It feels as if there is never enough time to solve each issue or problem without more problems mounting up so fast that we find ourselves taking short-cuts to resolve issues as quickly as possible – this itself can cause problems. In the process of being efficient, we fail to solve the core of each problem; thus we risk getting caught in the trap of a never-ending cycle that makes it difficult to find any real resolutions. Does this sound familiar?
Problem solving is the essence of what leaders exist to do. As leaders, the goal is to reduce the negative impact of problems – which means we must be courageous enough to tackle them head-on before circumstances force our hand. But the reality of the workplace finds us dealing with people that complicate matters with their corporate politicking, self-promotion, power-plays and emotional baggage. Departmental silos, lack of budgets and resources, and many challenges also make it harder for people to be productive.
Competitors create problems for us when they unexpectedly take a long-standing client, enter a new market, or launch a new product or strategy. Mergers & acquisitions keep us on our toes and further distract us from solving existing problems by creating new ones.
Karl Popper “All life is problem solving.”
The most effective leaders approach problems through a lens of opportunity. The ability to think creatively and beyond the immediate obstacle and being able to see the whole picture. A leader must never view a problem as a distraction, but rather as a strategic opportunity for continuous improvement the benefit of now being aware of what was previously unseen.
1. Transparent Communication : Problem solving requires transparent communication where everyone’s concerns and points of view are freely expressed. Too often I have struggled to get to the root of the problem because of poor communication and the absence of speaking up. We all understand that communication is vitally important, but how much do we work at getting open and clear understanding. The problem is that those involved in the problem don’t want to talk about it – fearing they may threaten their job and/or expose their own or someone else’s wrong-doing – the problem solving process becomes a search for true sense of what is happening. Effective communication towards problem solving is made possible with a leader’s ability to facilitate open dialogue between people. Trust and clear intentions create a safe environment to share.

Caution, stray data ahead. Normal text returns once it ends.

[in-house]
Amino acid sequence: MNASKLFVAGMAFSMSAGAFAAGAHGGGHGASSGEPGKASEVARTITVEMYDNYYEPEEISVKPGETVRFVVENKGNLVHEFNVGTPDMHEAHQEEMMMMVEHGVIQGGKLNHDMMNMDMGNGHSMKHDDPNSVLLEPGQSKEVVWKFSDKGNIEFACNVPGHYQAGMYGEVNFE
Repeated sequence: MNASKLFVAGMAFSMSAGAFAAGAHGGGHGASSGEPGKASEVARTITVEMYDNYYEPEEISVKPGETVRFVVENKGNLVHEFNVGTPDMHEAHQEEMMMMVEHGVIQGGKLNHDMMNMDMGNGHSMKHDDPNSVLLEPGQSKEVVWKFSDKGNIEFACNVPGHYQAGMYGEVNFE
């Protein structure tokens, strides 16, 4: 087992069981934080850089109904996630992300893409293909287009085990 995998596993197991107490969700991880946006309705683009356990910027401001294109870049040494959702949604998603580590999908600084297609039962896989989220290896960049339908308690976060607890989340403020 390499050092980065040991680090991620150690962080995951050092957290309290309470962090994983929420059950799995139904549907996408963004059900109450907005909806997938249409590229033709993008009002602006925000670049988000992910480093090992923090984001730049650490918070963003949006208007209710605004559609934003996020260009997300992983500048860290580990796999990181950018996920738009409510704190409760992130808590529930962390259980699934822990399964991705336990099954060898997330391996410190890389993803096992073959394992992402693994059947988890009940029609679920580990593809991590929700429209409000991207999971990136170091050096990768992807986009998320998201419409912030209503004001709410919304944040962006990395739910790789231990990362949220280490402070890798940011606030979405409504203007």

2. Break Down Department Silos : For transparent communication the leader must break down silos and boundaries in the organisation. Unnecessary silos invite hidden agendas rather than welcome efficient cross-functional collaboration and problem solving. Organisational silos are the cause of many workplace problems and a barrier to improvements. Today’s workplaces must embrace an entrepreneurial spirit, employees should be free to cross-collaborate and connect the problem solving dots. Breaking down silos allows a leader to more easily engage their employees to get their hands dirty and solve problems together. It becomes less about corporate politicking and more about finding resolutions and making the organization stronger.
3. Open-minded People : Breaking down silos and communication barriers requires people to be open-minded. In the end, problem solving is about people working together to make the organisation and the people it serves better. Therefore, if you are stuck working with people that are closed-minded, effective problem solving becomes a long and winding road of misery.
4. A Solid Foundational Strategy : Without strategy, change is merely swapping, not improving. Strategy must be a part of all problem solving. Effective leaders that are comfortable with problem solving always know how to gather the right people, resources, budget and knowledge from past experiences. They inspire people to lift their game by making the problem solving process highly collaborative; for them, it’s an opportunity to bring people closer together.